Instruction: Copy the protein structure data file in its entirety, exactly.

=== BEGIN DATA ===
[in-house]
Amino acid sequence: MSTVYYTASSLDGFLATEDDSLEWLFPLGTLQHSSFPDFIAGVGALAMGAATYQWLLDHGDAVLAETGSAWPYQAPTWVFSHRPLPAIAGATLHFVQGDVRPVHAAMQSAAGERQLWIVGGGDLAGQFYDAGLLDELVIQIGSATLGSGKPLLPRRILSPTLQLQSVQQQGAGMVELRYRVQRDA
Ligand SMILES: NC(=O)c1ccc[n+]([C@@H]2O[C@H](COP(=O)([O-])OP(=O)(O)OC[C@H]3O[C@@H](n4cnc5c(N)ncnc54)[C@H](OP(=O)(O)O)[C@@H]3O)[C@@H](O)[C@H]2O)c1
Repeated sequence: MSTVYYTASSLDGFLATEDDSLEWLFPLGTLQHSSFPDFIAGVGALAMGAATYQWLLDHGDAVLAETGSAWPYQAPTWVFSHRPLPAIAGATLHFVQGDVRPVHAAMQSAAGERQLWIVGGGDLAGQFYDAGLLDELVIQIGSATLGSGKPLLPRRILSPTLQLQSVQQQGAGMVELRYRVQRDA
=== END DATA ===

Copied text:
[in-house]
Amino acid sequence: MSTVYYTASSLDGFLATEDDSLEWLFPLGTLQHSSFPDFIAGVGALAMGAATYQWLLDHGDAVLAETGSAWPYQAPTWVFSHRPLPAIAGATLHFVQGDVRPVHAAMQSAAGERQLWIVGGGDLAGQFYDAGLLDELVIQIGSATLGSGKPLLPRRILSPTLQLQSVQQQGAGMVELRYRVQRDA
Ligand SMILES: NC(=O)c1ccc[n+]([C@@H]2O[C@H](COP(=O)([O-])OP(=O)(O)OC[C@H]3O[C@@H](n4cnc5c(N)ncnc54)[C@H](OP(=O)(O)O)[C@@H]3O)[C@@H](O)[C@H]2O)c1
Repeated sequence: MSTVYYTASSLDGFLATEDDSLEWLFPLGTLQHSSFPDFIAGVGALAMGAATYQWLLDHGDAVLAETGSAWPYQAPTWVFSHRPLPAIAGATLHFVQGDVRPVHAAMQSAAGERQLWIVGGGDLAGQFYDAGLLDELVIQIGSATLGSGKPLLPRRILSPTLQLQSVQQQGAGMVELRYRVQRDA